How electricity is produced has been a highly political question since the war in Ukraine at the latest. On the other hand, most consumers are not aware that transporting the precious energy to the e-car charging station or the domestic socket requires far more than a few cables. Complex switchgear is required for the efficient distribution of electricity. Demand for this is growing steadily, as shown by the expansion of the Siemens switchgear plant in Fechenheim, which began on Monday.

According to site manager Martin Betzmann, around 120,000 switchgear circuits are built here every year, and more than 140,000 are to be built. By the end of the year, the existing production hall is to be expanded by a 1200 square meter extension. A fully automated warehouse is also planned, in which the material for the different systems will be assembled and sent directly to the respective production plant. This building, dubbed the "Power Tower", is scheduled for completion in spring 2024.

Despite automation, 2025 new jobs are to be created in Fechenheim by 200, mainly for electricians and fitters. The number of new hires will even amount to 400, said site manager Betzmann. In the next few years, part of the existing workforce will retire. Currently, 1600 people work for Siemens in Fechenheim, plus about 400 employees from external service providers.

Switchgear is needed more than before

Together, they produce a product that, in the words of their site manager, "doesn't seem sexy" – and yet is becoming increasingly important. This is not only due to the increasing demand for electricity for electric cars, heat pumps and large data centers. But also because a growing number of energy consumers occasionally feed electricity into the grid themselves – for example, when the solar cells on the roof yield more in summer than the residents themselves need. The supply of electricity can no longer be done via one-way streets, and more switchgear is needed to enable oncoming traffic than before.

Siemens also contributes to environmental protection by producing systems that do not require the insulating gas sulfur hexafluoride. Since 2018, the plant has been offering alternative systems that work with natural components of the ambient air. "Clean Air" is the name of this insulating medium, which, however, has so far only been used in about five percent of the switchgear manufactured in Fechenheim.

Betzmann is convinced that their share will increase, if only because many of the classic systems produced in Frankfurt since 1971 have now been in operation for decades and have to be replaced. In order to be able to offer customers replacements of the same size, the Fechenheim-based company tinkered until they were able to force the components for the new clean-air systems into the same format as the classic devices. From the outside, the systems, which are housed in inconspicuous grey cabinets in their final state, are hardly distinguishable – but the clean-air variant weighs 320 kilograms, around 70 kilograms more than the traditional one.

Behind the uniform façade are therefore very different components. Because both types of plant will probably be in demand for years to come, the Fechenheim-based company will have to operate on several tracks in production. This is another reason for the expansion.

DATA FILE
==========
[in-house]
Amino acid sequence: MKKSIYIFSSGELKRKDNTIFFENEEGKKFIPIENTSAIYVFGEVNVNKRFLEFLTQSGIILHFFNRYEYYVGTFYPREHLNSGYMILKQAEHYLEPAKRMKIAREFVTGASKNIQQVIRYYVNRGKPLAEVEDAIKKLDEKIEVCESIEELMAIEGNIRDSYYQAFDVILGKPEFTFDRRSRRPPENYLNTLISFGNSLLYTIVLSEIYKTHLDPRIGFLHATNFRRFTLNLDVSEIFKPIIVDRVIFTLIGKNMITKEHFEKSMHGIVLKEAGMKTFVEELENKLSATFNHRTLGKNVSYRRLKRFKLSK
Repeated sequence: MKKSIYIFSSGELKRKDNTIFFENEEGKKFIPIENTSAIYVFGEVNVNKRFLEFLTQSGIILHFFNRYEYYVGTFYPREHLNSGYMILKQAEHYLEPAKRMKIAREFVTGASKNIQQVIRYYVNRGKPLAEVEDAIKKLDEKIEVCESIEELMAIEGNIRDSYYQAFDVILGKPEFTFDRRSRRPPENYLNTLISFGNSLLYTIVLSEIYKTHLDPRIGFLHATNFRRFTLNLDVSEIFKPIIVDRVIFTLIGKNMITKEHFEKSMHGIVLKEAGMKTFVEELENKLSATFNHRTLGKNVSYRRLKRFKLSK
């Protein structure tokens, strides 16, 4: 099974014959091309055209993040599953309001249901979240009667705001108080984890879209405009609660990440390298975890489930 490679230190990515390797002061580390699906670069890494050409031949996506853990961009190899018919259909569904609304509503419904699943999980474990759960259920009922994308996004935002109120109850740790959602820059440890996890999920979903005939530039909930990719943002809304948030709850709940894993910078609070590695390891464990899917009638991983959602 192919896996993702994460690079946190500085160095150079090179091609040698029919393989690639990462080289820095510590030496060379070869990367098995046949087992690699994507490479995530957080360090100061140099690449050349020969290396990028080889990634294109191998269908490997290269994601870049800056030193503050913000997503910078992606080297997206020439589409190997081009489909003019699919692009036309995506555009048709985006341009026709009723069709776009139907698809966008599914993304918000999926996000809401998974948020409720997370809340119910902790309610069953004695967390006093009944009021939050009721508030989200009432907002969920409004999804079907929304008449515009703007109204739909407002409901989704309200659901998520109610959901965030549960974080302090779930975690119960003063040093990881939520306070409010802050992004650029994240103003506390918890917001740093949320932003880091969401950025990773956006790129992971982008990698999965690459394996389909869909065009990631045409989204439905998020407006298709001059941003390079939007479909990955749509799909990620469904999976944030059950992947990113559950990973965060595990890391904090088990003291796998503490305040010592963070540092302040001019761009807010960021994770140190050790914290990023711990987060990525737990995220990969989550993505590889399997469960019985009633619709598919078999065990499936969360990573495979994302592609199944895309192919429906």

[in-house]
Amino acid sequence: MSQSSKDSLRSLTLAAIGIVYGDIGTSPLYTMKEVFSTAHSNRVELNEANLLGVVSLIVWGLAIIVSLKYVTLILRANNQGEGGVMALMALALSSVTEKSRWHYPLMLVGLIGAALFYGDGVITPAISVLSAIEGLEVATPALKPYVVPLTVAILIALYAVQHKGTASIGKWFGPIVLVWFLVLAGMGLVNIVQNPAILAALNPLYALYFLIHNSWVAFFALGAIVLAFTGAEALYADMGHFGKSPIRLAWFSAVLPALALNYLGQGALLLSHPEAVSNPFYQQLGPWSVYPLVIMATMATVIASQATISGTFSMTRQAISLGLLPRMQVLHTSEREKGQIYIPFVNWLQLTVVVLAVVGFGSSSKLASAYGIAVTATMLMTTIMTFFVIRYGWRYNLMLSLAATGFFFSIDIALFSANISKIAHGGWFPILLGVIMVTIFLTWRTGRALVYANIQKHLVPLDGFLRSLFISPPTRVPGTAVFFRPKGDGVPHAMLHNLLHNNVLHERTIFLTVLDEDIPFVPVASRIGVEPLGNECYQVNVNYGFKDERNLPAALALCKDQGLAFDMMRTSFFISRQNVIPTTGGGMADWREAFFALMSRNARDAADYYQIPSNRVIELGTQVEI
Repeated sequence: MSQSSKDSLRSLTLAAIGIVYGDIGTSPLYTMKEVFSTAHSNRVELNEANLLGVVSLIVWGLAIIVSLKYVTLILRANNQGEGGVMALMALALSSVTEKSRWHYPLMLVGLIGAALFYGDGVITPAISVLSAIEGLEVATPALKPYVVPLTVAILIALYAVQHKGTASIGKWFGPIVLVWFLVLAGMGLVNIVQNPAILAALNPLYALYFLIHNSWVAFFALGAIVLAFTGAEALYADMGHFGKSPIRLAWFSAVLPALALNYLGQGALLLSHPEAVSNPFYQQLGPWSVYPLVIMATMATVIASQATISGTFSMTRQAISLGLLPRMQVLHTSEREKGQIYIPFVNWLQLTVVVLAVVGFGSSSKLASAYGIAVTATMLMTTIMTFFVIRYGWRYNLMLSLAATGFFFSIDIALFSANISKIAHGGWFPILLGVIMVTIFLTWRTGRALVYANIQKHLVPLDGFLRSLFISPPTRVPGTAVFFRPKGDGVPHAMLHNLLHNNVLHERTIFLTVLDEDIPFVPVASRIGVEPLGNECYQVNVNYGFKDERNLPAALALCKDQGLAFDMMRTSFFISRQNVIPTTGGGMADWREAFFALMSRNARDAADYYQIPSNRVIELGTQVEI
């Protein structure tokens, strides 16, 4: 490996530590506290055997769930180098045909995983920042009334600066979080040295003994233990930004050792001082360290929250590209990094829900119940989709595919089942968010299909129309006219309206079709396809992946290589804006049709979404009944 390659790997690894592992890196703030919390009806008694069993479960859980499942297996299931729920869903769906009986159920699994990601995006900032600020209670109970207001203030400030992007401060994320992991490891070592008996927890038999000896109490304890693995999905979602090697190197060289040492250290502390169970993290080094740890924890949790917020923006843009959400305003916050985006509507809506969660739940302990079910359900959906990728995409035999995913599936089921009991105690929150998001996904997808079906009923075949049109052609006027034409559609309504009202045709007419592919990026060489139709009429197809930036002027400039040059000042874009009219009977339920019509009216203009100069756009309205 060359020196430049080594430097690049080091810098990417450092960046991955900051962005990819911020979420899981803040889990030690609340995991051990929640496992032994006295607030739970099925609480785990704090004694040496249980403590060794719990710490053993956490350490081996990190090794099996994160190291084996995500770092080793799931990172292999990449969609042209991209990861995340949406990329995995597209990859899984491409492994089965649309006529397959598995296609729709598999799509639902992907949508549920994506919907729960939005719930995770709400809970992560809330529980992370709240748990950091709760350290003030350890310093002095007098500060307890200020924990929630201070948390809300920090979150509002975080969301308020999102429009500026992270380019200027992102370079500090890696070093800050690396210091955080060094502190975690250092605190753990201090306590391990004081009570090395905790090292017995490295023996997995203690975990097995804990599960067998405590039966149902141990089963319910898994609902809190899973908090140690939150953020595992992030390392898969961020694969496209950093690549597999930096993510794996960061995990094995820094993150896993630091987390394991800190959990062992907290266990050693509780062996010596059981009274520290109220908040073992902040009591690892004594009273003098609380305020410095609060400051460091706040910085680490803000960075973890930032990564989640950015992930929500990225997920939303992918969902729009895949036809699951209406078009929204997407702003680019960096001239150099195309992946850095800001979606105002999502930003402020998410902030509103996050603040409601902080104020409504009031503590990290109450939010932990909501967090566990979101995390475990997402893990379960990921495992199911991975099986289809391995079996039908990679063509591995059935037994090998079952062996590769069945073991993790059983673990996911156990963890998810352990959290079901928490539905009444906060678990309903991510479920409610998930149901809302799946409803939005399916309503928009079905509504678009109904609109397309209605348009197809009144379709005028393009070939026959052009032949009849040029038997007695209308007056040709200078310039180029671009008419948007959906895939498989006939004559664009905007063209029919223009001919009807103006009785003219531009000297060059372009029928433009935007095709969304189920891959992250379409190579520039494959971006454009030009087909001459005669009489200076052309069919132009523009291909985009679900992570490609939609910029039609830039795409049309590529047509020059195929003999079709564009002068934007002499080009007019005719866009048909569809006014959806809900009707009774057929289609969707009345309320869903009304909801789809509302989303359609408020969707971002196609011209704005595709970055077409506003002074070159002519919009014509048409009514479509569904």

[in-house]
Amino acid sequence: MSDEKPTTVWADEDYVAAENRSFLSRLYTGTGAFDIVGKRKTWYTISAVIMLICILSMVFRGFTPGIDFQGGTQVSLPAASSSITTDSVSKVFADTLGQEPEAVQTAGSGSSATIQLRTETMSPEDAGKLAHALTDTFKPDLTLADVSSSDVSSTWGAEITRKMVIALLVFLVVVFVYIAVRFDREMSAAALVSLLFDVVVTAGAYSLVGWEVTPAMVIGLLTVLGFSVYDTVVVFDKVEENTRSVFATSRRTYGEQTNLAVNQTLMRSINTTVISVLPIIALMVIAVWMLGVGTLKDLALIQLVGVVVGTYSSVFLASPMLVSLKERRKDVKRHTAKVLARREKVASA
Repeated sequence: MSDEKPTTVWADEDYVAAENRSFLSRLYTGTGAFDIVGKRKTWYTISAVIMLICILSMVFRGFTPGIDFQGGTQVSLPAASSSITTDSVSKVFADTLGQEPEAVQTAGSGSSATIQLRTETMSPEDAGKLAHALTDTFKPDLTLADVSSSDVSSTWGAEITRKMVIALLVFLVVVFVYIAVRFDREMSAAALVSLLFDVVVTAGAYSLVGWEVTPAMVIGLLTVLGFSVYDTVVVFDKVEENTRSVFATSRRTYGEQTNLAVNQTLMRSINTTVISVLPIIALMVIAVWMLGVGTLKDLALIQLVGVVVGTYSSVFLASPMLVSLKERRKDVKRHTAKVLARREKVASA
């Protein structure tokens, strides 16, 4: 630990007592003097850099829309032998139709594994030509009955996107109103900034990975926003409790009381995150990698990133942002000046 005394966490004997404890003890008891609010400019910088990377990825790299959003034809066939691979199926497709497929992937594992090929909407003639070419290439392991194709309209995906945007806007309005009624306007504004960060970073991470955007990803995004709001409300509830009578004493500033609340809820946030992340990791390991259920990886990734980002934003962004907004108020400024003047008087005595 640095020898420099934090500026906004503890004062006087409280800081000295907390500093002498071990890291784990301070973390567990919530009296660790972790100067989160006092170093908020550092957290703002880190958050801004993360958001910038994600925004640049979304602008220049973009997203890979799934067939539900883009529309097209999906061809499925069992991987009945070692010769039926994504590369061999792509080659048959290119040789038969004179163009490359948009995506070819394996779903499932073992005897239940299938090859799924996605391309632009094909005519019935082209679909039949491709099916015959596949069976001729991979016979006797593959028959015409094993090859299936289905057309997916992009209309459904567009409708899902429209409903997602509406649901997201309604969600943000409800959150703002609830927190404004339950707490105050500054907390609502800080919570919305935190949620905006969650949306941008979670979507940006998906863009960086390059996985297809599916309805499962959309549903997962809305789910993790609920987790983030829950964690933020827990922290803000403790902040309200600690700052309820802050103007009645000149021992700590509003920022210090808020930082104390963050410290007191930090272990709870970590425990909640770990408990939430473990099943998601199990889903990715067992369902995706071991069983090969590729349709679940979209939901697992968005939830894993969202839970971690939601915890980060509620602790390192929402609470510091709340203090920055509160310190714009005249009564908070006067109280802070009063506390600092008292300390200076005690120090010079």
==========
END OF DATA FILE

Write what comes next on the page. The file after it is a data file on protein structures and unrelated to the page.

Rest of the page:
"Urgently improving connections to public transport"

The expansion was "good for the district of Fechenheim and the development of the east of Frankfurt," said economic department head Stephanie Wüst (FDP). She recalled that the city and Siemens have a long history: The telegraph connection between Frankfurt and Berlin, built in 1848, was one of the first major projects of the then still young company. In 1884, a railway line built by Siemens from the Old Bridge to Offenbach was inaugurated – at the time it was the longest electrically operated railway in the world. In 1892, the first Siemens branch was established in Frankfurt. It is a prejudice to claim that the city is not an industrial location, said Wüst.

However, Stephan May, the manager responsible for electrification and automation at Siemens, poured water into the wine. In the decision to expand switchgear production in Fechenheim, the "local investment incentives had yielded the lowest score," he said. The city urgently needs to improve the connection to public transport. The nearest tram stop is about one and a half kilometers away, if you come by bus, you walk at least a quarter of an hour to the Siemens plant in Carl-Benz-Straße.

Again and again backlog by trucks

The truck drivers, of whom more than 100 head for the plant every day, also have a problem. Because they cannot plan their arrival on the factory premises exactly, there is always a backlog on Carl-Benz-Straße. Siemens manager May spoke out in favour of creating "buffer spaces" in the area – a suggestion that Wüst wants to discuss with the company. With the renovation of the pothole-strewn Carl-Benz-Straße, which partly belongs to the state, wants to start the state authority Hessen Mobil 2024, said Wüst. The city-owned section will not be completed until 2025 because there are even more urgent projects. "There is a lack of capacity for planning," explained Wüst.

The fact that Fechenheim was nevertheless able to prevail in the global competition for the new Siemens production capacities was justified by May with the performance of his colleagues on site. Since site manager Betzmann started here 30 years ago as a working student, production has increased fivefold.